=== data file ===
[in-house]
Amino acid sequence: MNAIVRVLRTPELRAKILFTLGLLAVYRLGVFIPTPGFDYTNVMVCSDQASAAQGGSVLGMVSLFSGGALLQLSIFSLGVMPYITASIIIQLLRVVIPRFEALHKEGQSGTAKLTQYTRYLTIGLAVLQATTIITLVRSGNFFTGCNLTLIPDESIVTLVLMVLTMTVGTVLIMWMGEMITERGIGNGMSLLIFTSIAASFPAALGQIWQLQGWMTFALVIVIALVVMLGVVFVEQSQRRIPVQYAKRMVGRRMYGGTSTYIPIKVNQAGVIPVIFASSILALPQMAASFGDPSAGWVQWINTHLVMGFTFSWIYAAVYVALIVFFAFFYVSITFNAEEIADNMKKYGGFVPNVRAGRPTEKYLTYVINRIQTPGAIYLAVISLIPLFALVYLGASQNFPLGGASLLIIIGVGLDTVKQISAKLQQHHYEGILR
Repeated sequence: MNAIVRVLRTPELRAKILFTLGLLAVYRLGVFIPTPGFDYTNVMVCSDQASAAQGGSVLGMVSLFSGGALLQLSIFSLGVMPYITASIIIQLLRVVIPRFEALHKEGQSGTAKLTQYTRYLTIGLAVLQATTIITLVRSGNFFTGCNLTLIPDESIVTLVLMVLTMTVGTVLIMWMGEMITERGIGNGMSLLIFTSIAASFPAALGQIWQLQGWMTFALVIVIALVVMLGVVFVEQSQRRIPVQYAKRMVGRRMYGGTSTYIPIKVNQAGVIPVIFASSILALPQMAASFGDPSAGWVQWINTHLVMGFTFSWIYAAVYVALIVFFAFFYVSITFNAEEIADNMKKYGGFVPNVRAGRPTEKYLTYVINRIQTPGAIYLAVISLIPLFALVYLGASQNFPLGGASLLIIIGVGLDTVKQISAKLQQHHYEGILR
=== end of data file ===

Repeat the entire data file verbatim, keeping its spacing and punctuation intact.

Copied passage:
[in-house]
Amino acid sequence: MNAIVRVLRTPELRAKILFTLGLLAVYRLGVFIPTPGFDYTNVMVCSDQASAAQGGSVLGMVSLFSGGALLQLSIFSLGVMPYITASIIIQLLRVVIPRFEALHKEGQSGTAKLTQYTRYLTIGLAVLQATTIITLVRSGNFFTGCNLTLIPDESIVTLVLMVLTMTVGTVLIMWMGEMITERGIGNGMSLLIFTSIAASFPAALGQIWQLQGWMTFALVIVIALVVMLGVVFVEQSQRRIPVQYAKRMVGRRMYGGTSTYIPIKVNQAGVIPVIFASSILALPQMAASFGDPSAGWVQWINTHLVMGFTFSWIYAAVYVALIVFFAFFYVSITFNAEEIADNMKKYGGFVPNVRAGRPTEKYLTYVINRIQTPGAIYLAVISLIPLFALVYLGASQNFPLGGASLLIIIGVGLDTVKQISAKLQQHHYEGILR
Repeated sequence: MNAIVRVLRTPELRAKILFTLGLLAVYRLGVFIPTPGFDYTNVMVCSDQASAAQGGSVLGMVSLFSGGALLQLSIFSLGVMPYITASIIIQLLRVVIPRFEALHKEGQSGTAKLTQYTRYLTIGLAVLQATTIITLVRSGNFFTGCNLTLIPDESIVTLVLMVLTMTVGTVLIMWMGEMITERGIGNGMSLLIFTSIAASFPAALGQIWQLQGWMTFALVIVIALVVMLGVVFVEQSQRRIPVQYAKRMVGRRMYGGTSTYIPIKVNQAGVIPVIFASSILALPQMAASFGDPSAGWVQWINTHLVMGFTFSWIYAAVYVALIVFFAFFYVSITFNAEEIADNMKKYGGFVPNVRAGRPTEKYLTYVINRIQTPGAIYLAVISLIPLFALVYLGASQNFPLGGASLLIIIGVGLDTVKQISAKLQQHHYEGILR